Celebrating Young Farmers on the Big Screen

posted May 30, 2019

Reading young farmers’ stories and poems in The New Farmer’s Almanac is one way to discover the expansive terrain of farming today. Seeing it in real life takes it to the next level. And because most of us live in cities, getting out to see the landscape of crop rotations, new born chicks and apricot trees can be a difficult task. Fortunately, there is an ever growing collection of documentary films that showcase the farmers of our future.

One of these films is The Biggest Little Farm, which chronicles the eight-year quest of John and Molly Chester as they trade city living for 200 acres of barren farmland and a dream to harvest in harmony with nature. Through dogged perseverance and embracing the opportunity provided by nature’s conflicts, the Chesters uncover a biodiverse design for living that exists far beyond their farm, its seasons, and our wildest imagination. Featuring breathtaking cinematography, captivating animals, and an urgent message to heed Mother Nature’s call, The Biggest Little Farm provides us all a vital blueprint for better living and a healthier planet. Opened in theaters May 10th. Marion Nestle of “Food Politics” writes an intriguing review on the film on her blog.

If you can swing it, come on up and join Greenhorns at Reversing Hall in Pembroke, Maine this August for our Summer Camp Film Festival Series!! On top of the amazing workshops throughout the summer, Movie Nights will feature inspiring and eye opening films about the journeys of young farmer activists engaging with the food system for a more biodiverse future. Come for the high quality film, stay for the cozy velvet sofas and seaweed sprinkled popcorn. Stay tuned for more details and the full line up of films!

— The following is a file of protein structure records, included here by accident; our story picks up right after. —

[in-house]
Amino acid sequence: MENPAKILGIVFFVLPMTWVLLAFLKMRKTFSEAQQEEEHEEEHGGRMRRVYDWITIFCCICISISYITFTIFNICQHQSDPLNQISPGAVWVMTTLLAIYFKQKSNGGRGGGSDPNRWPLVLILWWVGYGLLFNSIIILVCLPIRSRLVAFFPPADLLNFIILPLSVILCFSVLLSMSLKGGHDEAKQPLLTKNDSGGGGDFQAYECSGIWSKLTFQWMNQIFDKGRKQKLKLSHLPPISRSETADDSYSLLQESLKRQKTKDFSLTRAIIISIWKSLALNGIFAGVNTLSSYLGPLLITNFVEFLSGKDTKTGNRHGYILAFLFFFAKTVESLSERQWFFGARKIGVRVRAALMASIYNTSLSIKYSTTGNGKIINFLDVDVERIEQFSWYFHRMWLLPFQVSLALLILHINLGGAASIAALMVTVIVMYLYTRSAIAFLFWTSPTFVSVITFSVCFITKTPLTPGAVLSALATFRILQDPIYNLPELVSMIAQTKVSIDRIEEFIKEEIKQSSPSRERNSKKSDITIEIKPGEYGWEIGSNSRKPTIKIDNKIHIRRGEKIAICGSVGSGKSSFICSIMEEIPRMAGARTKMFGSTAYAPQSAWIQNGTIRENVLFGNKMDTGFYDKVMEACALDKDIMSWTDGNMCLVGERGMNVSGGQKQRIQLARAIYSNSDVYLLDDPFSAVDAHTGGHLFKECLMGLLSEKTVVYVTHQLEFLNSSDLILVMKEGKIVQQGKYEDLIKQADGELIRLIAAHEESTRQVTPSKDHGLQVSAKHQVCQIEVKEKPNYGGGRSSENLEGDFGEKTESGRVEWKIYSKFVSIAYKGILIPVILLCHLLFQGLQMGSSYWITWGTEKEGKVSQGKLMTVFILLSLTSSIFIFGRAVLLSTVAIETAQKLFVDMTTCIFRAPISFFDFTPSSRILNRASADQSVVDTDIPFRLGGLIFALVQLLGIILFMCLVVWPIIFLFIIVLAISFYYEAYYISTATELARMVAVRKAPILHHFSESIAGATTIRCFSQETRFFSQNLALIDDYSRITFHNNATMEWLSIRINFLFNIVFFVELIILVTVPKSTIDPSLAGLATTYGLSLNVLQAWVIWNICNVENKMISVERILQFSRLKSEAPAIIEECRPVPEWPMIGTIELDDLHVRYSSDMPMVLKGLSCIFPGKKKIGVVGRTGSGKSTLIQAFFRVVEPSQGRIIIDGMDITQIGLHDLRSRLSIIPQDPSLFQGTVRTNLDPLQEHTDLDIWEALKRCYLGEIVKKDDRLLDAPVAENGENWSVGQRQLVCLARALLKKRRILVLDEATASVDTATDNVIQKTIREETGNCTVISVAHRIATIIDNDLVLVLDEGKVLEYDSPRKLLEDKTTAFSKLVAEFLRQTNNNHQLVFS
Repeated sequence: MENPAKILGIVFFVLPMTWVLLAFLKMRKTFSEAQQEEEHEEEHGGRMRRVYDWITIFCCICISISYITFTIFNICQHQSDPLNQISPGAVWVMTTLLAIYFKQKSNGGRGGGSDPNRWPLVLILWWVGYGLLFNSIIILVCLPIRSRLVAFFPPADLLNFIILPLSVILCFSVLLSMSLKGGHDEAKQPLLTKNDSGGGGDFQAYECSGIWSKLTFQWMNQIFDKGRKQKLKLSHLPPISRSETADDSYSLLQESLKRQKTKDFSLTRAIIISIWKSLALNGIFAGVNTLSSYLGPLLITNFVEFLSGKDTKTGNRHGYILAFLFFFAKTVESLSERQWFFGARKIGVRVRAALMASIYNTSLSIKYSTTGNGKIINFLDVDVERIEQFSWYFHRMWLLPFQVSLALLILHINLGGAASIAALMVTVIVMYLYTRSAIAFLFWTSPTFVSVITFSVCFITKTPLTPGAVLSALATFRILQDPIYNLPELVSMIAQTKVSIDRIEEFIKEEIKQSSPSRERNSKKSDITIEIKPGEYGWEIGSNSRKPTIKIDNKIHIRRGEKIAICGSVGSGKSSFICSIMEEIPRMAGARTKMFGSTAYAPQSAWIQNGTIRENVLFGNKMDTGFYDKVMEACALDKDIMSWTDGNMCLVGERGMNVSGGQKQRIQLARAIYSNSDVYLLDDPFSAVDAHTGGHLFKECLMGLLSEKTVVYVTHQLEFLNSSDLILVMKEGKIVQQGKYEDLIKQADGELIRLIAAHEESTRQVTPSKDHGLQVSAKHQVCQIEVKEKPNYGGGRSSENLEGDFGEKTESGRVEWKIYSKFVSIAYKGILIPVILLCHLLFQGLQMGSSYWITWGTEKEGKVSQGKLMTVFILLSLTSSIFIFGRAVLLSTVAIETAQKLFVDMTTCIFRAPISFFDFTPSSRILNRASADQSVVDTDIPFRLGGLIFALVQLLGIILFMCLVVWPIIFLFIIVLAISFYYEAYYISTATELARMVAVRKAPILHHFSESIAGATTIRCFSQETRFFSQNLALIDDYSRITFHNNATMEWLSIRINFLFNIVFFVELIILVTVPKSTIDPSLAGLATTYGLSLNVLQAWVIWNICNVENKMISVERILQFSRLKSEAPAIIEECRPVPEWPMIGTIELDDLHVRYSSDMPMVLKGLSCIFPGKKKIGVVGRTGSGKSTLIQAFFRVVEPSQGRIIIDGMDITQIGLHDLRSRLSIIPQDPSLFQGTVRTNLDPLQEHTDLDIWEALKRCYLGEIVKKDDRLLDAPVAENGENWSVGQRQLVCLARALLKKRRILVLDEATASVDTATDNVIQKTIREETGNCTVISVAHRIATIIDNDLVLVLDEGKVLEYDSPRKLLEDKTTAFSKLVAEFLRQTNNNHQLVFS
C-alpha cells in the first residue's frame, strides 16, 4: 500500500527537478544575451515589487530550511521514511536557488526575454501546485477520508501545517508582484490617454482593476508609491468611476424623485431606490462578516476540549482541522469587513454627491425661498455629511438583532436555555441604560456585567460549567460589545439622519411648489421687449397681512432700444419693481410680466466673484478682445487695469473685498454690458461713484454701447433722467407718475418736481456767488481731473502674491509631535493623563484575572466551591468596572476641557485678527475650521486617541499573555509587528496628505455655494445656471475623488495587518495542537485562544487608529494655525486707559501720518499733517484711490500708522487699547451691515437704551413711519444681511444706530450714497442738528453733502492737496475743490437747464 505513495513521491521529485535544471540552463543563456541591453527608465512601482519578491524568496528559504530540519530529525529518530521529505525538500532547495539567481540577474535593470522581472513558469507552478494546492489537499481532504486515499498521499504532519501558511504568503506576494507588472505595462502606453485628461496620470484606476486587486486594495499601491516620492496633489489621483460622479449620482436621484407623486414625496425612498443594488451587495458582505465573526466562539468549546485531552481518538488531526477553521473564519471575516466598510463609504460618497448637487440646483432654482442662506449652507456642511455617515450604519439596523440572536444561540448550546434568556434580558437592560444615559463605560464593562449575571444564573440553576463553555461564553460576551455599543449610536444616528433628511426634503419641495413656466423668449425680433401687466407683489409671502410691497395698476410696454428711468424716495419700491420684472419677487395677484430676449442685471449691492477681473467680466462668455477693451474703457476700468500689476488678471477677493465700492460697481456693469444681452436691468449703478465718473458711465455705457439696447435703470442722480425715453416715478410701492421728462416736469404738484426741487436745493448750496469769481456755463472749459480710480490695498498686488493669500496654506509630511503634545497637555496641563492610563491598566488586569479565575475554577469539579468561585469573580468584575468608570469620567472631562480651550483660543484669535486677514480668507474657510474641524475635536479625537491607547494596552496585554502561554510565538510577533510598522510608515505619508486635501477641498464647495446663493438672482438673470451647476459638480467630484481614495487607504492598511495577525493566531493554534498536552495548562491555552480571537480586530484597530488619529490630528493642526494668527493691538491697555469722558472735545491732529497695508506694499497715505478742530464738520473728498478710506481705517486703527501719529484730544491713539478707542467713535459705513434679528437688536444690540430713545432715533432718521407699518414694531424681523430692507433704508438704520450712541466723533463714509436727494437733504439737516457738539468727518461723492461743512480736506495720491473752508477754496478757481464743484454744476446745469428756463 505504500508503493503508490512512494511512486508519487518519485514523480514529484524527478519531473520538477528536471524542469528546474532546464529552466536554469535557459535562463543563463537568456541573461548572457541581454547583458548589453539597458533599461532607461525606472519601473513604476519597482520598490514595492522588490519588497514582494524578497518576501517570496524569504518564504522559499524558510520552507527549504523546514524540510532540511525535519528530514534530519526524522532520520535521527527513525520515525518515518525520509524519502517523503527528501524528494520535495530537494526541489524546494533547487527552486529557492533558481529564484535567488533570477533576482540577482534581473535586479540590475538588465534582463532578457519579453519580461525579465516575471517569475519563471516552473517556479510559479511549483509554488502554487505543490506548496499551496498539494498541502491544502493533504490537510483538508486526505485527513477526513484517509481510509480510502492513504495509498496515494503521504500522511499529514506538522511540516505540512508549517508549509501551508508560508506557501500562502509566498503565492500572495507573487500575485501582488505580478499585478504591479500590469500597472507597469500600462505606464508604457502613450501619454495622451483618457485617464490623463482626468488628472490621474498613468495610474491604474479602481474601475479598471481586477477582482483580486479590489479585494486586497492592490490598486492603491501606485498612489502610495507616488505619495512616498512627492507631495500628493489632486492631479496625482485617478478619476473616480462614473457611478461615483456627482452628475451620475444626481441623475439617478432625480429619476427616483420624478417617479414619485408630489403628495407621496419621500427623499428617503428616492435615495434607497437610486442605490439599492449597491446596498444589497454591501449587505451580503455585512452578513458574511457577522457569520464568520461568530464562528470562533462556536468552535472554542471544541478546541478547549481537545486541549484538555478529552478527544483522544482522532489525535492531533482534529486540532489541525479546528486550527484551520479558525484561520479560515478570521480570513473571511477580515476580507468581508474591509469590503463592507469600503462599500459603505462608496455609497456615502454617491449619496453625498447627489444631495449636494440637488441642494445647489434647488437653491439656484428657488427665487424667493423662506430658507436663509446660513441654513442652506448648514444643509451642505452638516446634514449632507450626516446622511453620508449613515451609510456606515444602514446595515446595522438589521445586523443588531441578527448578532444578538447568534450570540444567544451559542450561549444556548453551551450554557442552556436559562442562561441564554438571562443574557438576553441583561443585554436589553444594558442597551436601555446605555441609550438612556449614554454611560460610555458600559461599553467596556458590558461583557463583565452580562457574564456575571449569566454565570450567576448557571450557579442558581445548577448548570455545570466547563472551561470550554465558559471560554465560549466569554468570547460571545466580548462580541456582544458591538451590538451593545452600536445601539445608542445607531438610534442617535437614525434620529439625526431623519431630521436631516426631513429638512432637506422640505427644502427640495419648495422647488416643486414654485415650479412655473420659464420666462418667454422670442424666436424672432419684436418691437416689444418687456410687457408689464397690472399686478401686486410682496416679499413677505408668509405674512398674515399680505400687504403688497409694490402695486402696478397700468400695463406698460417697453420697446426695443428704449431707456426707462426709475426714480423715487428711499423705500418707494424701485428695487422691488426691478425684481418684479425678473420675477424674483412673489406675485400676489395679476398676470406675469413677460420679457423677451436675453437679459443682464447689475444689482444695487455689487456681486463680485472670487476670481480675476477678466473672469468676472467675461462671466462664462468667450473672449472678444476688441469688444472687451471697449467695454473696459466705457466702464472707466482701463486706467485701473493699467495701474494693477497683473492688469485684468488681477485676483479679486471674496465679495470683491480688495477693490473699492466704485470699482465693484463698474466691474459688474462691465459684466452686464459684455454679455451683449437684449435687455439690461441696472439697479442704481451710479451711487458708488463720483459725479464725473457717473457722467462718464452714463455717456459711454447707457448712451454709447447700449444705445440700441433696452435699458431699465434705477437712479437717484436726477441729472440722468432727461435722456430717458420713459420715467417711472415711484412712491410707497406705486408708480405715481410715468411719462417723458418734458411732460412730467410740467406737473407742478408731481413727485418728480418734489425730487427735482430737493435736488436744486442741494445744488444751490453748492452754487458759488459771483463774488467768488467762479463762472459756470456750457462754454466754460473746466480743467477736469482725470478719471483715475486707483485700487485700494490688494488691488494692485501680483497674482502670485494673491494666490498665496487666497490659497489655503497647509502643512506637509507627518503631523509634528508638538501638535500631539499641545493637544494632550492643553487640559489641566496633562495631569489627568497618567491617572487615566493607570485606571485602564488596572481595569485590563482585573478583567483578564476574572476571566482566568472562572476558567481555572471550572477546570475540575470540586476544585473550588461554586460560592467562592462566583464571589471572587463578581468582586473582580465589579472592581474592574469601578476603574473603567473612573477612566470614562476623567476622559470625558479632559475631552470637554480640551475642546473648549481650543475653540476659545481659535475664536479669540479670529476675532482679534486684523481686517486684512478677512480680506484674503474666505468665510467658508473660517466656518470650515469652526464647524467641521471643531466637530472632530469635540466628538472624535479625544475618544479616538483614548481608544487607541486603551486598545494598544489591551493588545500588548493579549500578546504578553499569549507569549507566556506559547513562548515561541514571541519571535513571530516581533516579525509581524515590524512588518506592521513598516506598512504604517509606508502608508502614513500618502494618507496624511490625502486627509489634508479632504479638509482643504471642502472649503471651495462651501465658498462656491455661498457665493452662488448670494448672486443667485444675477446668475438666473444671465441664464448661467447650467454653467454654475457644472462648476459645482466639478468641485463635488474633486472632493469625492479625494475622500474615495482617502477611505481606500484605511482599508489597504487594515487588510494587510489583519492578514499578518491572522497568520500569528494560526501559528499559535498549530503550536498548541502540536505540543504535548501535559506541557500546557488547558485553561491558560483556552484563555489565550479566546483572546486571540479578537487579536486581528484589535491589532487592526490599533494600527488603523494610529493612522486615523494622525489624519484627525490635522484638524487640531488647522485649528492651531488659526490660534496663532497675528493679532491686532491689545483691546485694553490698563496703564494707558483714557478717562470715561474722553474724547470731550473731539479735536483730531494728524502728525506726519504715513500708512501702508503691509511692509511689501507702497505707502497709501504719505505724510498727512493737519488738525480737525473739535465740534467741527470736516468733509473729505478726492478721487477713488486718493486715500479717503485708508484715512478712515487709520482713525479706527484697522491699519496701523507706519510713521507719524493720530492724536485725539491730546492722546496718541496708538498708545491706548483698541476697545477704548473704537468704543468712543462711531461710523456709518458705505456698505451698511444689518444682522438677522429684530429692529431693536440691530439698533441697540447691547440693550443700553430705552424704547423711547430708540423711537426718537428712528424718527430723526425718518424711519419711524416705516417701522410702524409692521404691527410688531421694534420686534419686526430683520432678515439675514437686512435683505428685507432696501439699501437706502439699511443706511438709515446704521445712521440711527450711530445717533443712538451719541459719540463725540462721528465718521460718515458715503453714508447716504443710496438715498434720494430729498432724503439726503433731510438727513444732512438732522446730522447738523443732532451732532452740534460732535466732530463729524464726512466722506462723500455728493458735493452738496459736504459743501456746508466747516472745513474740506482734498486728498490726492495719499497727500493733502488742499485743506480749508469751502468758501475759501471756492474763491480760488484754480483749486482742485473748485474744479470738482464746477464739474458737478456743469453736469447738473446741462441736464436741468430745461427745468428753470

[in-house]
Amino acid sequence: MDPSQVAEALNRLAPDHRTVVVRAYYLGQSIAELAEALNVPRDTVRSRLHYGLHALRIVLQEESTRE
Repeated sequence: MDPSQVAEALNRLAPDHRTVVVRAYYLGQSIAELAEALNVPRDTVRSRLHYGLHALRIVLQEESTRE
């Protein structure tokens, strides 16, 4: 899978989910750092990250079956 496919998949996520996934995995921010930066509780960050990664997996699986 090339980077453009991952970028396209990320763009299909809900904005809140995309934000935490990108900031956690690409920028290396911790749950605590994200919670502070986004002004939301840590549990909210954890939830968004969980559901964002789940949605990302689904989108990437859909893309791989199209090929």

posted December 11, 2016

Disillusioned by a cultural story of consumption and alienation, a newly married couple are called to action. Carrying with them their unborn child, they embark on a year-long journey around the UK, searching for the seeds of an alternative culture and with it hope for the future.

we the uncivilized: A Life Story resonates deeply with our sick and nagging sensation that our world of strip malls, fossil fuels, and convenience is not nourishing– in any sense of the word– to the people who live in it. The film is a “grassroots documentary project” that speaks to and with activists, artists, permaculturalists, and others seeking alternative ways of living with each other and within nature.

The film has just wrapped up a year-long tour, but that doesn’t mean that you don’t have a chance to see it! Organize a screening in your own community. We’d LOVE to see this come to the US.